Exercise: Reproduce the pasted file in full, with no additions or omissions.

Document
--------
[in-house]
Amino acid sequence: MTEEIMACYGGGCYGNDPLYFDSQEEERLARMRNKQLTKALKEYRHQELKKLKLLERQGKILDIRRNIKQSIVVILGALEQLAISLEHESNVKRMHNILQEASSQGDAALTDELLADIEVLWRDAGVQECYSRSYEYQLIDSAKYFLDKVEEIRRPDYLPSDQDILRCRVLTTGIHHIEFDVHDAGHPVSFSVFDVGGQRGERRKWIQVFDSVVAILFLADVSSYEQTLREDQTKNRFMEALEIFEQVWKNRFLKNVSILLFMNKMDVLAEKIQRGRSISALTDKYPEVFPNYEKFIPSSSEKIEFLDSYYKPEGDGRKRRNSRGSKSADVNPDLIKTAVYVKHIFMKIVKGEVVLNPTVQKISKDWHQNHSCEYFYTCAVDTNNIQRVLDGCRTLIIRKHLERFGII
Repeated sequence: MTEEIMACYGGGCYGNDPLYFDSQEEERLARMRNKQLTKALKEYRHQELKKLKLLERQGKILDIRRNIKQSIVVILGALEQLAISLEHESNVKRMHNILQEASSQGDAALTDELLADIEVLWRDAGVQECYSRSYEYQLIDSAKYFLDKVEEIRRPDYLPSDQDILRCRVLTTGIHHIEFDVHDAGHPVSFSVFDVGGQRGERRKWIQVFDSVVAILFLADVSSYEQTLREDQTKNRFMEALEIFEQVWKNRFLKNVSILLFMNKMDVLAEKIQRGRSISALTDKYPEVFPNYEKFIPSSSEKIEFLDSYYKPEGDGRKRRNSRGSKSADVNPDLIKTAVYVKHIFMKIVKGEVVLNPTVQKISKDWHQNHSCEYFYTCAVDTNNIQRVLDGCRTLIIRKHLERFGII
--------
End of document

[in-house]
Amino acid sequence: MTEEIMACYGGGCYGNDPLYFDSQEEERLARMRNKQLTKALKEYRHQELKKLKLLERQGKILDIRRNIKQSIVVILGALEQLAISLEHESNVKRMHNILQEASSQGDAALTDELLADIEVLWRDAGVQECYSRSYEYQLIDSAKYFLDKVEEIRRPDYLPSDQDILRCRVLTTGIHHIEFDVHDAGHPVSFSVFDVGGQRGERRKWIQVFDSVVAILFLADVSSYEQTLREDQTKNRFMEALEIFEQVWKNRFLKNVSILLFMNKMDVLAEKIQRGRSISALTDKYPEVFPNYEKFIPSSSEKIEFLDSYYKPEGDGRKRRNSRGSKSADVNPDLIKTAVYVKHIFMKIVKGEVVLNPTVQKISKDWHQNHSCEYFYTCAVDTNNIQRVLDGCRTLIIRKHLERFGII
Repeated sequence: MTEEIMACYGGGCYGNDPLYFDSQEEERLARMRNKQLTKALKEYRHQELKKLKLLERQGKILDIRRNIKQSIVVILGALEQLAISLEHESNVKRMHNILQEASSQGDAALTDELLADIEVLWRDAGVQECYSRSYEYQLIDSAKYFLDKVEEIRRPDYLPSDQDILRCRVLTTGIHHIEFDVHDAGHPVSFSVFDVGGQRGERRKWIQVFDSVVAILFLADVSSYEQTLREDQTKNRFMEALEIFEQVWKNRFLKNVSILLFMNKMDVLAEKIQRGRSISALTDKYPEVFPNYEKFIPSSSEKIEFLDSYYKPEGDGRKRRNSRGSKSADVNPDLIKTAVYVKHIFMKIVKGEVVLNPTVQKISKDWHQNHSCEYFYTCAVDTNNIQRVLDGCRTLIIRKHLERFGII